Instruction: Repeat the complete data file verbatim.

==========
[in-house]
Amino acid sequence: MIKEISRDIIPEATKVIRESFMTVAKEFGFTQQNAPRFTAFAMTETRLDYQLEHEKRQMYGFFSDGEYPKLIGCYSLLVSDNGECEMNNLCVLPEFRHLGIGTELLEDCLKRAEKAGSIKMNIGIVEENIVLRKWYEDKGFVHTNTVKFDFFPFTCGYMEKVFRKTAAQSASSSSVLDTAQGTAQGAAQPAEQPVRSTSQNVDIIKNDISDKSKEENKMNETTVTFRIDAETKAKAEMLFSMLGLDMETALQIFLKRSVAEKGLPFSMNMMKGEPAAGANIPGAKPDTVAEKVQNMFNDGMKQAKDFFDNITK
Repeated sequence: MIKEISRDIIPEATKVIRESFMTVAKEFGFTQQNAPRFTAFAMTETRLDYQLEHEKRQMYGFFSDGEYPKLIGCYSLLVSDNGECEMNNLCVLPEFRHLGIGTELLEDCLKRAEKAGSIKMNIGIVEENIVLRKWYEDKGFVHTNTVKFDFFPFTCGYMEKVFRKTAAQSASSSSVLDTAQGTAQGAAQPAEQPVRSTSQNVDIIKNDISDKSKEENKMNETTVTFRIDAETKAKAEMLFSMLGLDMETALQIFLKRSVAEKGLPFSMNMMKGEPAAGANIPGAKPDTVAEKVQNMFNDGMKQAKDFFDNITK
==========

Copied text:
[in-house]
Amino acid sequence: MIKEISRDIIPEATKVIRESFMTVAKEFGFTQQNAPRFTAFAMTETRLDYQLEHEKRQMYGFFSDGEYPKLIGCYSLLVSDNGECEMNNLCVLPEFRHLGIGTELLEDCLKRAEKAGSIKMNIGIVEENIVLRKWYEDKGFVHTNTVKFDFFPFTCGYMEKVFRKTAAQSASSSSVLDTAQGTAQGAAQPAEQPVRSTSQNVDIIKNDISDKSKEENKMNETTVTFRIDAETKAKAEMLFSMLGLDMETALQIFLKRSVAEKGLPFSMNMMKGEPAAGANIPGAKPDTVAEKVQNMFNDGMKQAKDFFDNITK
Repeated sequence: MIKEISRDIIPEATKVIRESFMTVAKEFGFTQQNAPRFTAFAMTETRLDYQLEHEKRQMYGFFSDGEYPKLIGCYSLLVSDNGECEMNNLCVLPEFRHLGIGTELLEDCLKRAEKAGSIKMNIGIVEENIVLRKWYEDKGFVHTNTVKFDFFPFTCGYMEKVFRKTAAQSASSSSVLDTAQGTAQGAAQPAEQPVRSTSQNVDIIKNDISDKSKEENKMNETTVTFRIDAETKAKAEMLFSMLGLDMETALQIFLKRSVAEKGLPFSMNMMKGEPAAGANIPGAKPDTVAEKVQNMFNDGMKQAKDFFDNITK